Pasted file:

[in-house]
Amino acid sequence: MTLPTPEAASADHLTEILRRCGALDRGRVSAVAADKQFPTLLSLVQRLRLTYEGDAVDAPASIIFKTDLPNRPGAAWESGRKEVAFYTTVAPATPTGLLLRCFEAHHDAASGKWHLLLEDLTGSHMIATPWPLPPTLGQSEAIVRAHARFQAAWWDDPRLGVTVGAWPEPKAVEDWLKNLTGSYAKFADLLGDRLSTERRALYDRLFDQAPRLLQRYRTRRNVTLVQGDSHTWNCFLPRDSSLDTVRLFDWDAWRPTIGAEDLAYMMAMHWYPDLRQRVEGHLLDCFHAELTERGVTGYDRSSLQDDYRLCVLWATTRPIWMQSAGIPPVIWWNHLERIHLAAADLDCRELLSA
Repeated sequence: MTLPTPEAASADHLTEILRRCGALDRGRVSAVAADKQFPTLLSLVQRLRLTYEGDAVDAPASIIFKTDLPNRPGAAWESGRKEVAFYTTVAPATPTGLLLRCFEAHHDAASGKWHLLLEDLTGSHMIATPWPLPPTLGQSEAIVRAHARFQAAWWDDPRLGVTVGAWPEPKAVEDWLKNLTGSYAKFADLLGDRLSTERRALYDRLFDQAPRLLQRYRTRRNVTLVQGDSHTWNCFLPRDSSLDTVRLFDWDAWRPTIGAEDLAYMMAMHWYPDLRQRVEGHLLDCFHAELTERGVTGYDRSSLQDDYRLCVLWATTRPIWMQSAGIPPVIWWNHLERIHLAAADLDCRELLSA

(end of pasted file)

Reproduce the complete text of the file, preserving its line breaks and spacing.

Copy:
[in-house]
Amino acid sequence: MTLPTPEAASADHLTEILRRCGALDRGRVSAVAADKQFPTLLSLVQRLRLTYEGDAVDAPASIIFKTDLPNRPGAAWESGRKEVAFYTTVAPATPTGLLLRCFEAHHDAASGKWHLLLEDLTGSHMIATPWPLPPTLGQSEAIVRAHARFQAAWWDDPRLGVTVGAWPEPKAVEDWLKNLTGSYAKFADLLGDRLSTERRALYDRLFDQAPRLLQRYRTRRNVTLVQGDSHTWNCFLPRDSSLDTVRLFDWDAWRPTIGAEDLAYMMAMHWYPDLRQRVEGHLLDCFHAELTERGVTGYDRSSLQDDYRLCVLWATTRPIWMQSAGIPPVIWWNHLERIHLAAADLDCRELLSA
Repeated sequence: MTLPTPEAASADHLTEILRRCGALDRGRVSAVAADKQFPTLLSLVQRLRLTYEGDAVDAPASIIFKTDLPNRPGAAWESGRKEVAFYTTVAPATPTGLLLRCFEAHHDAASGKWHLLLEDLTGSHMIATPWPLPPTLGQSEAIVRAHARFQAAWWDDPRLGVTVGAWPEPKAVEDWLKNLTGSYAKFADLLGDRLSTERRALYDRLFDQAPRLLQRYRTRRNVTLVQGDSHTWNCFLPRDSSLDTVRLFDWDAWRPTIGAEDLAYMMAMHWYPDLRQRVEGHLLDCFHAELTERGVTGYDRSSLQDDYRLCVLWATTRPIWMQSAGIPPVIWWNHLERIHLAAADLDCRELLSA